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Optical Burst Switching

  • José Alberto HernándezEmail author
  • Víctor López
  • José Luis García Dorado
  • Reza Nejabati
  • Harald Overby
  • Ahmad Rostami
  • Kyriakos Vlachos
  • Georgios Zervas
Chapter
Part of the Computer Communications and Networks book series (CCN)

Abstract

An all-OPS network architecture displays a very attractive prospect for the future highly flexible optical transport networks. However, due to a variety of technical challenges, there is still a long way to go to accomplish a mature realization of an OPS network that is ready for practical deployments. Optoelectronic packet switching alleviates the implementation difficult to some degree, but a series of technical innovations is still needed in optical signal processing concerning timing and synchronization. In general, OPS is regarded as the long-term solution for high speed optical networks but, in the meanwhile, more feasible network architectures are desired for the efficient transport of highly dynamic and bursty data traffic. This is the case of optical burst switching (OBS).

In OBS networks, a special data unit called burst is defined for the transmission of user data. The data burst is generated by aggregating client traffic at the ingress nodes and it may have a variable size. In the network core, such data bursts are switched and transported asynchronously over the optical domain without any O/E/O conversion. The burst switching/routing decision is performed by the electronic processing of an out-of-band signaling message that arrives prior to its associated data burst. Similar to the optoelectronic packet switching, OBS ensures a transparent switching of the optical data traffic and keeps the signal processing and switching control in the electronic domain. In addition, data bursts are transmitted asynchronously in OBS, thus removing synchronization complexity. Also, design that adopts an offset time between the transmission of the signaling message and its associated data burst makes optical buffering not mandatory in the core nodes, thus improving the feasibility of OBS.

This chapter summarizes the fundamentals of optical burst-switched networks and further covers a wide range of the latest research and development issues in the field. Section 4.1 reviews the network and node architecture of OBS networks. Section 4.2 outlines algorithms for burst assembly at the edge node, which have a significant impact on network performance. Signaling and channel reservation protocols in the core network are discussed through Section 4.3. Section 4.4 explores different solutions for resolving contention between data bursts. Section 4.5 investigates the issues of QoS provisioning in OBS networks. Section 4.6 studies the impact of an OBS underlying architecture in the upper layer protocol: TCP. Finally, Section 4.7 summarizes the Erlang Fixed Point (EFP) iterative algorithm that is widely used for the performance evaluation of OBS networks.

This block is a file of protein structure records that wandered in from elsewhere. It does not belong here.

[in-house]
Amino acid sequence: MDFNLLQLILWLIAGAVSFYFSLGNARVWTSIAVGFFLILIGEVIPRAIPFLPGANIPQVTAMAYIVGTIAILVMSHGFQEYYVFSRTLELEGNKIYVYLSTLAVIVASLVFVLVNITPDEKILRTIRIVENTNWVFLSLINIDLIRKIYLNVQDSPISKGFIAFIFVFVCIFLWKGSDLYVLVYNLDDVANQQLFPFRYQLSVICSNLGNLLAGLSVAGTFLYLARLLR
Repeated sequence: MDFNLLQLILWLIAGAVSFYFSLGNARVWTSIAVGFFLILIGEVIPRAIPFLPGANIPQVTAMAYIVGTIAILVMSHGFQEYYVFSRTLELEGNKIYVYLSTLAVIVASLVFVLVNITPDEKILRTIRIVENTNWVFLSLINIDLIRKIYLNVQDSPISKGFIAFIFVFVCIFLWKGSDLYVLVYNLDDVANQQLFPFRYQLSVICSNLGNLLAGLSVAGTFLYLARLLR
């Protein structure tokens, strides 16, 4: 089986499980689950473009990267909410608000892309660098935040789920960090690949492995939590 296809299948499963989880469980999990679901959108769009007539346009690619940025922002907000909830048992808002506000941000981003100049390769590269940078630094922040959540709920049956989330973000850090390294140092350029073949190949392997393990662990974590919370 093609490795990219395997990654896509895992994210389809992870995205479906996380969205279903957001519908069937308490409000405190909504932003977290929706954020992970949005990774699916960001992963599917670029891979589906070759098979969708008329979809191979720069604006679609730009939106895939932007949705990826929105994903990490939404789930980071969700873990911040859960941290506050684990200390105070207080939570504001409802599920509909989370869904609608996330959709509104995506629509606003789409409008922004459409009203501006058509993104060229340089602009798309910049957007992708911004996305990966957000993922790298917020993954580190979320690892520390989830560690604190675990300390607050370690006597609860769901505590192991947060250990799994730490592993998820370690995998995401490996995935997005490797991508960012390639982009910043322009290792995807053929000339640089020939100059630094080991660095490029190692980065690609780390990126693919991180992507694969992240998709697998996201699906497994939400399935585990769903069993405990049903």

Keywords

Transmission Control Protocol Packet Loss Rate Optical Burst Switching Congestion Window Data Burst 
These keywords were added by machine and not by the authors. This process is experimental and the keywords may be updated as the learning algorithm improves.

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Copyright information

© Springer-Verlag London Limited 2009

Authors and Affiliations

  • José Alberto Hernández
    • 1
    Email author
  • Víctor López
    • 1
  • José Luis García Dorado
    • 1
  • Reza Nejabati
    • 2
  • Harald Overby
    • 3
  • Ahmad Rostami
    • 4
  • Kyriakos Vlachos
    • 5
  • Georgios Zervas
    • 2
  1. 1.Department of Computer ScienceUniversidad Autónoma de MadridSpain
  2. 2.Department of Computing and Electronic SystemsUniversity of EssexColchesterUnited Kingdom
  3. 3.Department of TelematicsNorwegian University of Science and TechnologyNorway
  4. 4.Telecommunication Networks Group (TKN)Technical University of BerlinGermany
  5. 5.Computer Engineering and Informatics DepartmentUniversity of PatrasGreece

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